Canada - Mortality rate, adult, male (per 1,000 male adults)

The value for Mortality rate, adult, male (per 1,000 male adults) in Canada was 81.38 as of 2011. As the graph below shows, over the past 51 years this indicator reached a maximum value of 193.59 in 1966 and a minimum value of 81.38 in 2011.

Definition: Adult mortality rate, male, is the probability of dying between the ages of 15 and 60--that is, the probability of a 15-year-old male dying before reaching age 60, if subject to age-specific mortality rates of the specified year between those ages.

Source: (1) United Nations Population Division. World Population Prospects: 2019 Revision. (2) University of California, Berkeley, and Max Planck Institute for Demographic Research. The Human Mortality Database.

See also:

Year Value
1960 192.88
1961 190.73
1962 191.16
1963 191.75
1964 191.38
1965 192.02
1966 193.59
1967 193.04
1968 189.61
1969 190.23
1970 187.16
1971 186.31
1972 187.94
1973 189.61
1974 188.17
1975 184.90
1976 181.01
1977 179.72
1978 176.04
1979 171.03
1980 163.92
1981 159.20
1982 153.00
1983 148.84
1984 142.35
1985 142.12
1986 139.85
1987 135.67
1988 131.24
1989 130.04
1990 127.32
1991 124.70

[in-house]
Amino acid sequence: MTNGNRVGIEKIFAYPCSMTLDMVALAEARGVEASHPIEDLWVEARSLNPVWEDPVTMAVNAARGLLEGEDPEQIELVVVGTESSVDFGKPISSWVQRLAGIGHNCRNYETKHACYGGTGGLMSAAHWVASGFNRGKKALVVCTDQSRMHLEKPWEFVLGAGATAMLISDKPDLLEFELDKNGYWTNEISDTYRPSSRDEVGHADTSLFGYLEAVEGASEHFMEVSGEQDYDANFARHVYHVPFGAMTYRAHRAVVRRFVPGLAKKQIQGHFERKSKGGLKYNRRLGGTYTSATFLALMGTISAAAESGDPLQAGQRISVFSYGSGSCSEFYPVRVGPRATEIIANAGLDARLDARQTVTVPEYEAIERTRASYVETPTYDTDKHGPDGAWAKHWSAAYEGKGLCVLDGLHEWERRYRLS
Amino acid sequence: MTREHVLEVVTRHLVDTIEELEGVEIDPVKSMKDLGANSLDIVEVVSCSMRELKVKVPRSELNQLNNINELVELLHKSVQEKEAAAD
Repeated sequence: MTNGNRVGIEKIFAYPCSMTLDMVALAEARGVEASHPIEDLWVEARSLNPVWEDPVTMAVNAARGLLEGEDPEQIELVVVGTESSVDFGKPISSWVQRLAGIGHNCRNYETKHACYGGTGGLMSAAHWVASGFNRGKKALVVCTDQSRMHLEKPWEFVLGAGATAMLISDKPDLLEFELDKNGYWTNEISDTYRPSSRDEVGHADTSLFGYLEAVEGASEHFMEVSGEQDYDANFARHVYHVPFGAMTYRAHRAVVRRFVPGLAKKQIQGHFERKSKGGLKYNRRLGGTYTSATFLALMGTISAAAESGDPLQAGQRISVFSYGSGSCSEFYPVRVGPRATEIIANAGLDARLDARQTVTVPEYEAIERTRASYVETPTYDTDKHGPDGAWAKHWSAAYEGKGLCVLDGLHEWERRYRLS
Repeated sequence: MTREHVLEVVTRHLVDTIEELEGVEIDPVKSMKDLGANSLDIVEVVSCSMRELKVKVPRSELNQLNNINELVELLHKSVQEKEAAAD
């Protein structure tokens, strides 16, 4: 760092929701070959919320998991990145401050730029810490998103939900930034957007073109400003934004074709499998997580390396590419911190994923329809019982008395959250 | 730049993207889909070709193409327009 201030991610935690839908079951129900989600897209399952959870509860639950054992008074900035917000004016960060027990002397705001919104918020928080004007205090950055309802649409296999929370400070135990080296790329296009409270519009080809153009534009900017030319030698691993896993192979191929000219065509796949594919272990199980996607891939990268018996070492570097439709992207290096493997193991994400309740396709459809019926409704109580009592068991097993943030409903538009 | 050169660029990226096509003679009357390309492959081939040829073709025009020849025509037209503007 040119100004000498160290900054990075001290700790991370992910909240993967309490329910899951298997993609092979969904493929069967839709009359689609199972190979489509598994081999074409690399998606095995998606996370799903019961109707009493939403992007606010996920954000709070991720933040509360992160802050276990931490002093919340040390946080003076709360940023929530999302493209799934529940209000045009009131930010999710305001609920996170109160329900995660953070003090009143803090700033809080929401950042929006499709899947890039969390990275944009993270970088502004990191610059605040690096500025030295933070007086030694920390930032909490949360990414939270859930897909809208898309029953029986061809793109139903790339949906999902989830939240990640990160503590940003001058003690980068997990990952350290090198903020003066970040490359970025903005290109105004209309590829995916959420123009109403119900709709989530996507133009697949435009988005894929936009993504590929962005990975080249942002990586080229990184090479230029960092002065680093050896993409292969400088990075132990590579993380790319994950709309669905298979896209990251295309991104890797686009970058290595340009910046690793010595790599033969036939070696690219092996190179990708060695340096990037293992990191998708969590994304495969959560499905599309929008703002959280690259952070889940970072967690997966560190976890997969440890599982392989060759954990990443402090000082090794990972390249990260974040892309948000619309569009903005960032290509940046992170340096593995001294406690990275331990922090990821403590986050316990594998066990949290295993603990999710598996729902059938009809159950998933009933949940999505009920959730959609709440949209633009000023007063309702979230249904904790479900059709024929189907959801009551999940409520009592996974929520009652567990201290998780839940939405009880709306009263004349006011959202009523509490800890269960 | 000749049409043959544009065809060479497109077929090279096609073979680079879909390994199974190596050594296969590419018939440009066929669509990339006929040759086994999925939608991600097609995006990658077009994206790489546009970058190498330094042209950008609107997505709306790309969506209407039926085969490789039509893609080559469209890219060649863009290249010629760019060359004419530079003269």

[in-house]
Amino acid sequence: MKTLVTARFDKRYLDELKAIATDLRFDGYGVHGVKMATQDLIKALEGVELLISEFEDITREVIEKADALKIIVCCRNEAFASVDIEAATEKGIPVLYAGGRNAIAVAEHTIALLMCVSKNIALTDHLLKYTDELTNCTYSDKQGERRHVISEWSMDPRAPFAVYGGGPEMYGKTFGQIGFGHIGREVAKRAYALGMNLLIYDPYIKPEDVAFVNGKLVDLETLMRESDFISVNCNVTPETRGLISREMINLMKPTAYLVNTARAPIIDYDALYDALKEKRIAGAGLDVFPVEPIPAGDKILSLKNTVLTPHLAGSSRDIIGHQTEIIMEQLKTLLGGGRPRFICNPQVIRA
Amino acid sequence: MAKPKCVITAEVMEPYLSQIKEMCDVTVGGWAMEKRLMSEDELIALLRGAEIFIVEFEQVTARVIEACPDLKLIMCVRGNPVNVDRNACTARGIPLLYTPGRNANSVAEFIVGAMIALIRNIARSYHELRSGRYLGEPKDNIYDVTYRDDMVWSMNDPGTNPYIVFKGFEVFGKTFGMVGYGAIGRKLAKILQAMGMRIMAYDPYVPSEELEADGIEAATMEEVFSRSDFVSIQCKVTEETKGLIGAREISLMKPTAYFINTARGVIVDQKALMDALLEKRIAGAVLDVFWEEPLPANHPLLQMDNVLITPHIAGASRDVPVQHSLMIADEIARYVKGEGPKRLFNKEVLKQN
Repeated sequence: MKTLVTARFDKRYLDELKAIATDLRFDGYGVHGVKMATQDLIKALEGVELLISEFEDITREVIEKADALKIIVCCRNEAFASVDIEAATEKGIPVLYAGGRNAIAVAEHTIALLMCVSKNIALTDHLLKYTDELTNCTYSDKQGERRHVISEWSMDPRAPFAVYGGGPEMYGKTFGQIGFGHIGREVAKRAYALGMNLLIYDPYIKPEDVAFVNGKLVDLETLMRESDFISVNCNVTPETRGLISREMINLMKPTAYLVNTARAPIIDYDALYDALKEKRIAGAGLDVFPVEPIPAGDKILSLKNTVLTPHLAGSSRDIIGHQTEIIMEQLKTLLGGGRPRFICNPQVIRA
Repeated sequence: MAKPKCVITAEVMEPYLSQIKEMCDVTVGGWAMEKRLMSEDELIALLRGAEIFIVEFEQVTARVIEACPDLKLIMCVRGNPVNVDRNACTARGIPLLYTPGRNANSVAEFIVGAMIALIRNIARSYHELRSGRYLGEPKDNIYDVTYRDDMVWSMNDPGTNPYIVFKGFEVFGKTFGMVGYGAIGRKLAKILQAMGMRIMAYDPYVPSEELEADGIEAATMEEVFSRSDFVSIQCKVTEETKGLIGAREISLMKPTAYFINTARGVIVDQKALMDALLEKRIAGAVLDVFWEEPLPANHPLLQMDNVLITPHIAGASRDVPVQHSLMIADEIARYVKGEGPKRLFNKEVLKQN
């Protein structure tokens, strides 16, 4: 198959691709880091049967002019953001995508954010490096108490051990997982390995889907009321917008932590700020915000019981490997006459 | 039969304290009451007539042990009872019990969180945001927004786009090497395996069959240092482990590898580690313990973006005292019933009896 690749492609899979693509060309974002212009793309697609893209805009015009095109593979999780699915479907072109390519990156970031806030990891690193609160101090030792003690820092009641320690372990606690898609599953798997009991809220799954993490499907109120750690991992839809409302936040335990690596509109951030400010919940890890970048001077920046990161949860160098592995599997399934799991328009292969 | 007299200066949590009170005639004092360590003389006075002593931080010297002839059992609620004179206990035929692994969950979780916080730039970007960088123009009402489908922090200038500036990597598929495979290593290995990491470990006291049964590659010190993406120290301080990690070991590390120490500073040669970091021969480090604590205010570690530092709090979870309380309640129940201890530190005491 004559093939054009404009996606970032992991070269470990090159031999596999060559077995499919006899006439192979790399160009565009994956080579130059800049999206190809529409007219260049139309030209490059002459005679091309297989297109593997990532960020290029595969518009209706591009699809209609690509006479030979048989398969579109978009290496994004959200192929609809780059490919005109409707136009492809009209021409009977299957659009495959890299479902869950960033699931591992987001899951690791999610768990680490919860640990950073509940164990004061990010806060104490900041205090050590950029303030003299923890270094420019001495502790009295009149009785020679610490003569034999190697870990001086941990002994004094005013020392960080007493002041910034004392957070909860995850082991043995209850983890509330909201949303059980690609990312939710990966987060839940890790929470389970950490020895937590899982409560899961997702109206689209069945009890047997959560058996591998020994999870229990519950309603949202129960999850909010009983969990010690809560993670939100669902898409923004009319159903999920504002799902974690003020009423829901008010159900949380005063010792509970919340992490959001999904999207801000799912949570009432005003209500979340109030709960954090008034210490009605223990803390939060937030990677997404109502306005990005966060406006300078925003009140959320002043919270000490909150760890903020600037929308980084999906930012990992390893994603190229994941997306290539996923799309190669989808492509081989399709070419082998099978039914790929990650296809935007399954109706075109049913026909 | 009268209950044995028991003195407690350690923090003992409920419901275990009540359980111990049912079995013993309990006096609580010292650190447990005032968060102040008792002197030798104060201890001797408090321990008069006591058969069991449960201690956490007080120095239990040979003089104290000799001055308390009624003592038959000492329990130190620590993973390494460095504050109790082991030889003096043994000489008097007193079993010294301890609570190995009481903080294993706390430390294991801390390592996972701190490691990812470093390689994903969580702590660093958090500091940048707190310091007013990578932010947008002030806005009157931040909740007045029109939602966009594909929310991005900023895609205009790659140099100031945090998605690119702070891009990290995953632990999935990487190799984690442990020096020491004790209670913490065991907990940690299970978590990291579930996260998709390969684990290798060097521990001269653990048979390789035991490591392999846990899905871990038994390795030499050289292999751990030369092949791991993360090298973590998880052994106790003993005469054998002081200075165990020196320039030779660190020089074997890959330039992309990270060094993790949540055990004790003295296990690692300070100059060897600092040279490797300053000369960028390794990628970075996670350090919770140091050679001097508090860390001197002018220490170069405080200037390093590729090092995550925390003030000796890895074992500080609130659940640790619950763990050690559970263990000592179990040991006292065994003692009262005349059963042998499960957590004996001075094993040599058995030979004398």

1992 123.39
1993 123.68
1994 119.16
1995 118.54
1996 113.68
1997 109.35
1998 105.57
1999 104.15
2000 100.92
2001 99.42
2002 96.84
2003 96.94
2004 94.70
2005 94.33
2006 91.81
2007 91.76
2008 89.93
2009 87.75
2010 85.39
2011 81.38

Development Relevance: Mortality rates for different age groups (infants, children, and adults) and overall mortality indicators (life expectancy at birth or survival to a given age) are important indicators of health status in a country. Because data on the incidence and prevalence of diseases are frequently unavailable, mortality rates are often used to identify vulnerable populations. And they are among the indicators most frequently used to compare socioeconomic development across countries.

Limitations and Exceptions: Data from United Nations Population Division's World Populaton Prospects are originally 5-year period data and the presented are linearly interpolated by the World Bank for annual series. Therefore they may not reflect real events as much as observed data.

Statistical Concept and Methodology: The main sources of mortality data are vital registration systems and direct or indirect estimates based on sample surveys or censuses. A "complete" vital registration system - covering at least 90 percent of vital events in the population - is the best source of age-specific mortality data. Where reliable age-specific mortality data are available, life tables can be constructed from age-specific mortality data, and adult mortality rates can be calculated from life tables.

Aggregation method: Weighted average

Periodicity: Annual

Classification

Topic: Health Indicators

Sub-Topic: Mortality